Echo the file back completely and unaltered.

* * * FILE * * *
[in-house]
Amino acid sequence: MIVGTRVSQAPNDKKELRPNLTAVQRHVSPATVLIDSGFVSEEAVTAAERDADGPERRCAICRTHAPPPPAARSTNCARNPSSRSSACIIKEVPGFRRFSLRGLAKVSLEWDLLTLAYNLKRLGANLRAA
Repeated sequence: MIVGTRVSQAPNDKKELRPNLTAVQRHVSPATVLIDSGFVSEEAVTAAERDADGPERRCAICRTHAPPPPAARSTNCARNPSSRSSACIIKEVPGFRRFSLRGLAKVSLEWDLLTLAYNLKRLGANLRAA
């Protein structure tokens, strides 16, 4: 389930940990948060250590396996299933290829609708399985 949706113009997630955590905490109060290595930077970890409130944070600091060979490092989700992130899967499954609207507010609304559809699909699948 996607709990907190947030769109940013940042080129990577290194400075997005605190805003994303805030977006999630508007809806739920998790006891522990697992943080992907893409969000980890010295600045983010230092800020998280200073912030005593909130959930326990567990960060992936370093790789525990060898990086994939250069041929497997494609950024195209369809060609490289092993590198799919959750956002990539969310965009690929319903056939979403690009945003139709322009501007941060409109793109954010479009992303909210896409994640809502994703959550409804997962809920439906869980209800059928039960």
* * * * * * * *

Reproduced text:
[in-house]
Amino acid sequence: MIVGTRVSQAPNDKKELRPNLTAVQRHVSPATVLIDSGFVSEEAVTAAERDADGPERRCAICRTHAPPPPAARSTNCARNPSSRSSACIIKEVPGFRRFSLRGLAKVSLEWDLLTLAYNLKRLGANLRAA
Repeated sequence: MIVGTRVSQAPNDKKELRPNLTAVQRHVSPATVLIDSGFVSEEAVTAAERDADGPERRCAICRTHAPPPPAARSTNCARNPSSRSSACIIKEVPGFRRFSLRGLAKVSLEWDLLTLAYNLKRLGANLRAA
């Protein structure tokens, strides 16, 4: 389930940990948060250590396996299933290829609708399985 949706113009997630955590905490109060290595930077970890409130944070600091060979490092989700992130899967499954609207507010609304559809699909699948 996607709990907190947030769109940013940042080129990577290194400075997005605190805003994303805030977006999630508007809806739920998790006891522990697992943080992907893409969000980890010295600045983010230092800020998280200073912030005593909130959930326990567990960060992936370093790789525990060898990086994939250069041929497997494609950024195209369809060609490289092993590198799919959750956002990539969310965009690929319903056939979403690009945003139709322009501007941060409109793109954010479009992303909210896409994640809502994703959550409804997962809920439906869980209800059928039960």